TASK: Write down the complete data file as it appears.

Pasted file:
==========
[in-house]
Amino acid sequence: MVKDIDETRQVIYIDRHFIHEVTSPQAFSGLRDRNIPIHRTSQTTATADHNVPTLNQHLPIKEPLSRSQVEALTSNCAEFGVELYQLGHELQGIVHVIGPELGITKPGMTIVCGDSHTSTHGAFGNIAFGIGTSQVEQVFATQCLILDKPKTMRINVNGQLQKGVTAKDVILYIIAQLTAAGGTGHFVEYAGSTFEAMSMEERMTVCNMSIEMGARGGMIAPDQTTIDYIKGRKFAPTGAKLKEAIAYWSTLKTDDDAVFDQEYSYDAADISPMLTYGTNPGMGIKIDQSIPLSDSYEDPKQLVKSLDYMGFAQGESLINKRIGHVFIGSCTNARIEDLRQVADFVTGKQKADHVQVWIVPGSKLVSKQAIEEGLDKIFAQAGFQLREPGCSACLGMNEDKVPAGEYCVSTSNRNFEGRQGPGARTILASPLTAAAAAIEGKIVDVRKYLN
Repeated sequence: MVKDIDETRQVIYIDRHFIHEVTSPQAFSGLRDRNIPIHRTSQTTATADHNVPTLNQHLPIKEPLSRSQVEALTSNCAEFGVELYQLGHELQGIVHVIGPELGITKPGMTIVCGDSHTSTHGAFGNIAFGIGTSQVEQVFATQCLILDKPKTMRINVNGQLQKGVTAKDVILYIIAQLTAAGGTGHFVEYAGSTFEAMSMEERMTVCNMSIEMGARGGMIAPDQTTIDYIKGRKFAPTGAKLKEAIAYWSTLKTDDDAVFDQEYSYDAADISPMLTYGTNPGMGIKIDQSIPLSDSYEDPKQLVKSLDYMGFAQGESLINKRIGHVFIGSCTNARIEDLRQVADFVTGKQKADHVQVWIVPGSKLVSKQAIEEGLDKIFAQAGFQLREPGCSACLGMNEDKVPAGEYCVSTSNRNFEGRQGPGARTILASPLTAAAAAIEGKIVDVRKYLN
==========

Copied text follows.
[in-house]
Amino acid sequence: MVKDIDETRQVIYIDRHFIHEVTSPQAFSGLRDRNIPIHRTSQTTATADHNVPTLNQHLPIKEPLSRSQVEALTSNCAEFGVELYQLGHELQGIVHVIGPELGITKPGMTIVCGDSHTSTHGAFGNIAFGIGTSQVEQVFATQCLILDKPKTMRINVNGQLQKGVTAKDVILYIIAQLTAAGGTGHFVEYAGSTFEAMSMEERMTVCNMSIEMGARGGMIAPDQTTIDYIKGRKFAPTGAKLKEAIAYWSTLKTDDDAVFDQEYSYDAADISPMLTYGTNPGMGIKIDQSIPLSDSYEDPKQLVKSLDYMGFAQGESLINKRIGHVFIGSCTNARIEDLRQVADFVTGKQKADHVQVWIVPGSKLVSKQAIEEGLDKIFAQAGFQLREPGCSACLGMNEDKVPAGEYCVSTSNRNFEGRQGPGARTILASPLTAAAAAIEGKIVDVRKYLN
Repeated sequence: MVKDIDETRQVIYIDRHFIHEVTSPQAFSGLRDRNIPIHRTSQTTATADHNVPTLNQHLPIKEPLSRSQVEALTSNCAEFGVELYQLGHELQGIVHVIGPELGITKPGMTIVCGDSHTSTHGAFGNIAFGIGTSQVEQVFATQCLILDKPKTMRINVNGQLQKGVTAKDVILYIIAQLTAAGGTGHFVEYAGSTFEAMSMEERMTVCNMSIEMGARGGMIAPDQTTIDYIKGRKFAPTGAKLKEAIAYWSTLKTDDDAVFDQEYSYDAADISPMLTYGTNPGMGIKIDQSIPLSDSYEDPKQLVKSLDYMGFAQGESLINKRIGHVFIGSCTNARIEDLRQVADFVTGKQKADHVQVWIVPGSKLVSKQAIEEGLDKIFAQAGFQLREPGCSACLGMNEDKVPAGEYCVSTSNRNFEGRQGPGARTILASPLTAAAAAIEGKIVDVRKYLN